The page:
Honda has been producing its Odyssey Minivan in North America since 1994. It's proven to be an exceptionally popular model and it's appeared on Car and Driver's Five Best Trucks list more than once. After its debut it became Honda's fastest selling new car ever, even outpacing the record set by the Honda Civic. While it’s proven to be an extremely popular model, if you want to keep yours running smoothly and efficiently you need to make sure you are keeping up with the routine maintenance required. Obviously, you know of changing your oil, your fuel filter, and things like that. But another part of routine maintenance is making sure you're getting your timing belt replaced on a regular basis as well. With that in mind, let's take a look at the timing belt replacement cost for a Honda Odyssey.
Honda Odyssey Timing Belt Replacement Cost
Unlike some models of Honda which switched over to timing chains in the engine rather than timing belts, every model year of the Honda Odyssey uses a timing belt. Depending on the year of your Honda Odyssey, you probably need to replace the timing belt every 60,000 miles. It's best to check with your owner's manual to be sure but that is typically what Honda recommends for most years.
The cost of replacing the timing belt in your Honda Odyssey can't get a little steep. You're looking at somewhere between $650 and $900 if you get it done by a mechanic. Obviously, this depends on the year of your Odyssey, and the mechanic you take it to. Some mechanics are going to charge you less than others. If you take it to a dealership, you might end up paying as much as $1,200 to get your timing belt replaced. There are occasions when it could even be more, sometimes closer to $1,500.
If you're interested in just buying a timing belt on its own, you can pick one up from a site like Autozone.com that will cost you probably between $30 and $220. The reason there is such a difference between the price of the timing belt on its own and the cost of getting it replaced is that it's a fairly time-consuming and labor-intensive repair job. The timing belt is located fairly deep in your engine and the mechanic is going to have to remove several parts to gain access to it. The whole job takes a few hours to get done.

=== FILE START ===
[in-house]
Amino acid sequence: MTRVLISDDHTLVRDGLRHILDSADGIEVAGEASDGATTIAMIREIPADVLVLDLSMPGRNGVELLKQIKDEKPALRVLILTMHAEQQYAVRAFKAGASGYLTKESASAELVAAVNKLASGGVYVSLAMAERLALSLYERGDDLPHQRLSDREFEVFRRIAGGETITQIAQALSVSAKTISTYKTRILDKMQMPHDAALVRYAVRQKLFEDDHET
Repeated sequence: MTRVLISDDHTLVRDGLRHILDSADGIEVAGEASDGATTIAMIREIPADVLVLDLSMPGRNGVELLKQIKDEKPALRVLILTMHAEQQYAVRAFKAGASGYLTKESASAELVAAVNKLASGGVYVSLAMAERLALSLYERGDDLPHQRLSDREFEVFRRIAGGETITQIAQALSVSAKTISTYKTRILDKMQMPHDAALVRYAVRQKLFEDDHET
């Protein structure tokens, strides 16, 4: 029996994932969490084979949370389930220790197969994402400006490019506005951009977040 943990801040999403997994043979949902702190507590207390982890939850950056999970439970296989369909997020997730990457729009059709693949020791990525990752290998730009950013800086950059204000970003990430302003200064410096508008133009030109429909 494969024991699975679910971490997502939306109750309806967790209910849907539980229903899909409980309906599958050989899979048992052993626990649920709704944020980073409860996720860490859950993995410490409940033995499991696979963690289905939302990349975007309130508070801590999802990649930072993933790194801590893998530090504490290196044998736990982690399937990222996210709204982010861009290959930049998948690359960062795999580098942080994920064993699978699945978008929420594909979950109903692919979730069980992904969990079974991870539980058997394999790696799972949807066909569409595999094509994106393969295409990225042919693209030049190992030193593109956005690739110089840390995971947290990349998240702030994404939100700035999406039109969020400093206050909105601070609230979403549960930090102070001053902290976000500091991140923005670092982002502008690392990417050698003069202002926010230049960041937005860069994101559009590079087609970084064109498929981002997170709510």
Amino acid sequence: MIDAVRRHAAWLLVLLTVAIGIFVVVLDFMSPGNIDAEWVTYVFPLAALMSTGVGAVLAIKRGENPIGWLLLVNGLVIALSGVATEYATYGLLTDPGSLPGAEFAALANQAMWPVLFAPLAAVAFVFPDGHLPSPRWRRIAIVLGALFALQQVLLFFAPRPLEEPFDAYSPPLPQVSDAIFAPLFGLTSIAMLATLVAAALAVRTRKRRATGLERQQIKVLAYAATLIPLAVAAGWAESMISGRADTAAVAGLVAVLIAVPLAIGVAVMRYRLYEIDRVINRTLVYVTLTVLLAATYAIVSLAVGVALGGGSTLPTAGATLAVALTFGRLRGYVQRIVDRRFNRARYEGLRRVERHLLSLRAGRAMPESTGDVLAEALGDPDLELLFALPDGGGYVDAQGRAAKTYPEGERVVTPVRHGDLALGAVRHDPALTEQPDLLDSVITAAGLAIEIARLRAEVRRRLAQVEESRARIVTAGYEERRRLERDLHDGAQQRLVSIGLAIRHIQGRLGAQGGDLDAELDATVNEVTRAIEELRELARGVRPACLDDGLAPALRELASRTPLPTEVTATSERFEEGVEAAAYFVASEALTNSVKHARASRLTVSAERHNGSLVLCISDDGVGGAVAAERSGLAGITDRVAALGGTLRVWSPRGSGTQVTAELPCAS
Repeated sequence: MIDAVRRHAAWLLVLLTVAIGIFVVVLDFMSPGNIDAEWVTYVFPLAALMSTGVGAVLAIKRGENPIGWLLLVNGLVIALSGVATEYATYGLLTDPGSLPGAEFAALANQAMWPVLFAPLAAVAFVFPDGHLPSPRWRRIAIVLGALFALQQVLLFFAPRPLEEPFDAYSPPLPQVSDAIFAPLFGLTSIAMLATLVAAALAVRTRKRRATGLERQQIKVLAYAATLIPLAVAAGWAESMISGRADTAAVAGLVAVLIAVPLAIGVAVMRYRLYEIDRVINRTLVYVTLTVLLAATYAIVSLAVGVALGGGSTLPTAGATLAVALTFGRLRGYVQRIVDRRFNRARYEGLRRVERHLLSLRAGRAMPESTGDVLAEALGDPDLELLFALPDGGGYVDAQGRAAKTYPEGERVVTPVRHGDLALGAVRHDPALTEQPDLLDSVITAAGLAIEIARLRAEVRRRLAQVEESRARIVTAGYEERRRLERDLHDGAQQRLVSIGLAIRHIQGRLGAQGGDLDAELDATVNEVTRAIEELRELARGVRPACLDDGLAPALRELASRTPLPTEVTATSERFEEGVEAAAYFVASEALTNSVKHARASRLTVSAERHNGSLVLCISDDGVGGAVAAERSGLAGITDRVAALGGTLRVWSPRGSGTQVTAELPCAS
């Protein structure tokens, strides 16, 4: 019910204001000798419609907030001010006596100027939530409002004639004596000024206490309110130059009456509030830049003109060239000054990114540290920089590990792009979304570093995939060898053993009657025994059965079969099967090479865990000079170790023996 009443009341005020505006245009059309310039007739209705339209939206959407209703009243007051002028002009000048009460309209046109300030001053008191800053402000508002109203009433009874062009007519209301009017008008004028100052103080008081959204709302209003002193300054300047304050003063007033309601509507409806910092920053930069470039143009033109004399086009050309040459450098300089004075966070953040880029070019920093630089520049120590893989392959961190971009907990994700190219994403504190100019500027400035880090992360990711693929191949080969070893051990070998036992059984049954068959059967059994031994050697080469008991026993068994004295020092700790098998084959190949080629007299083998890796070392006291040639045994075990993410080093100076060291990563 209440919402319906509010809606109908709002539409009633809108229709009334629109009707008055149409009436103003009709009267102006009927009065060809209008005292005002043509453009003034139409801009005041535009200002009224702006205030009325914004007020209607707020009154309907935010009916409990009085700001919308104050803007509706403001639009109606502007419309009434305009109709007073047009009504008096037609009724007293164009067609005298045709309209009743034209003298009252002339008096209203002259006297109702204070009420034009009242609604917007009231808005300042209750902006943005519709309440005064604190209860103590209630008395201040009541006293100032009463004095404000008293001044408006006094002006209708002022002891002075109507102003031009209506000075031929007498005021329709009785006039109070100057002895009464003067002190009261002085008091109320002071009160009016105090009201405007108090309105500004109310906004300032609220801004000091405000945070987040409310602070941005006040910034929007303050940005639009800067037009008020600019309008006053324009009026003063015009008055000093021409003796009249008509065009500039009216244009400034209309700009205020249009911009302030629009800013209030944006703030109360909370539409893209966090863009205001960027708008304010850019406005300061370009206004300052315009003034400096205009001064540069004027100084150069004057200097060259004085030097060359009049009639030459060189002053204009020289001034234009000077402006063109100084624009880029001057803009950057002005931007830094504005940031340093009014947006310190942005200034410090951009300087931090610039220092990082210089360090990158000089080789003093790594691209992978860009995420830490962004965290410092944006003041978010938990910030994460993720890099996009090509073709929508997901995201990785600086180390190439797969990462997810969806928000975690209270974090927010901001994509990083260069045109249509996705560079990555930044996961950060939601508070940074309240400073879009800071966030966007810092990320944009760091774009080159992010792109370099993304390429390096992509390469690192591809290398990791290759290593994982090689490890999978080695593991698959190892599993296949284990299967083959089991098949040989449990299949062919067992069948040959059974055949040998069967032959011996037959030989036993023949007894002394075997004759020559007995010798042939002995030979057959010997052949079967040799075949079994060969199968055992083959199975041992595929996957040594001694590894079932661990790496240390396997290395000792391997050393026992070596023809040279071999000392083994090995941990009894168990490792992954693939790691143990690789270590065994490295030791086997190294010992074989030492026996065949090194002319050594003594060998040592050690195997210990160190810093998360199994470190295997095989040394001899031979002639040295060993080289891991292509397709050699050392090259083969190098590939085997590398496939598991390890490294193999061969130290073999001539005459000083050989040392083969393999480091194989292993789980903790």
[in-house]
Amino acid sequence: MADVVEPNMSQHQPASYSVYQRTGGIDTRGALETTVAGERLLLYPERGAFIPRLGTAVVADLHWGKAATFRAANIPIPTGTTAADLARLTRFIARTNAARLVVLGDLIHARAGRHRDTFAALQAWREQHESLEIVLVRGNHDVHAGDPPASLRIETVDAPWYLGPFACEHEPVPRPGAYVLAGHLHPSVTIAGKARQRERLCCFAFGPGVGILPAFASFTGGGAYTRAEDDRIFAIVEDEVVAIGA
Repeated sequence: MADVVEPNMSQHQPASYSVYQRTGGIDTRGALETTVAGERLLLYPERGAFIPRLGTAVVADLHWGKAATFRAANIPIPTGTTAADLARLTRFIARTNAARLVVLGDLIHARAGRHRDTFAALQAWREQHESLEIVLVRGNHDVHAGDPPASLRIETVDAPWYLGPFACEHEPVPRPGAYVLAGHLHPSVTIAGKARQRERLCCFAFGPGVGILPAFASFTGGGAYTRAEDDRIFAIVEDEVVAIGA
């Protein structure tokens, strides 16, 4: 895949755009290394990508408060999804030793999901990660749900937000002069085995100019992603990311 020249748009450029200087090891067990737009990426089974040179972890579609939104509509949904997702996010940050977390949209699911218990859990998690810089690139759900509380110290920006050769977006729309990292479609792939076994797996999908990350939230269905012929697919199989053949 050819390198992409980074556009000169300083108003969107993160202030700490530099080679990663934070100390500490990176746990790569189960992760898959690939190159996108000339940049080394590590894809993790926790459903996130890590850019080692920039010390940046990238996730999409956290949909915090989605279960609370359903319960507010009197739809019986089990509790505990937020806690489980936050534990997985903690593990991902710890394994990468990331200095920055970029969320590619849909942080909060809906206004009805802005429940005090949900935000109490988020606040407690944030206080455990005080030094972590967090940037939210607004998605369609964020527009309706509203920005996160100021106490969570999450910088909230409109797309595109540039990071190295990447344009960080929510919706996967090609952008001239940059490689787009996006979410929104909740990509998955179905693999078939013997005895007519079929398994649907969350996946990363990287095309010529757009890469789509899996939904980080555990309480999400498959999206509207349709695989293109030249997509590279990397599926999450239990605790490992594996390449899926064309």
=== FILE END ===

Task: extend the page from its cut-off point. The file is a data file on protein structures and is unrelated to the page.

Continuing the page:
It's definitely possible to replace a timing belt on your own, but this is best done by someone who has experience working on their engine. If you don't have a lot of time under the hood of your Odyssey, and you're not comfortable removing and replacing parts in your engine, this is not the kind of job you want to take on by yourself. Best to leave this one to professionals to make sure it gets done the right way if you've never done this kind of job before.
What Does a Timing Belt Do? – Timing Belt Replacement Cost for a Honda Odyssey
A timing belt is a rubber like belt with notched teeth on the inside of it. You can tell the difference between a timing belt and other belts like the serpentine belt in your engine because those belts will be smooth on both sides. The teeth on the end of the timing belt loop over gears at the end of both your camshaft and your crankshaft. As the crankshaft in your engine rotates, the gear causes the timing belts to rotate with it which in turn makes the camshaft move.
Inside your engine as the crankshaft rotates, the pistons connected to it rise into the cylinders of your engine. As they rise up, the camshaft rotates and opens the valves at the top of the cylinders. The pistons are able to pass through the open valves and the fuel and air mixture is injected into the combustion chamber where your spark plug ignites it. This is the combustion reaction that powers your vehicle. The resulting explosion pushes the piston back down again. Now imagine that happening many hundreds of times every minute and that is how your engine functions. The motion it creates by constantly spinning your crankshaft is translated into the rotation of the wheels of your car which allows you to move forward.
As you can imagine, everything in the sequence has to happen at the exact right moment. That's the job of the timing belt. But the valves have to open at the exact right time to allow the pistons to pass through. The fuel and air mixture has to be injected and ignited at the precise moment necessary to push the piston down and keep everything running smoothly.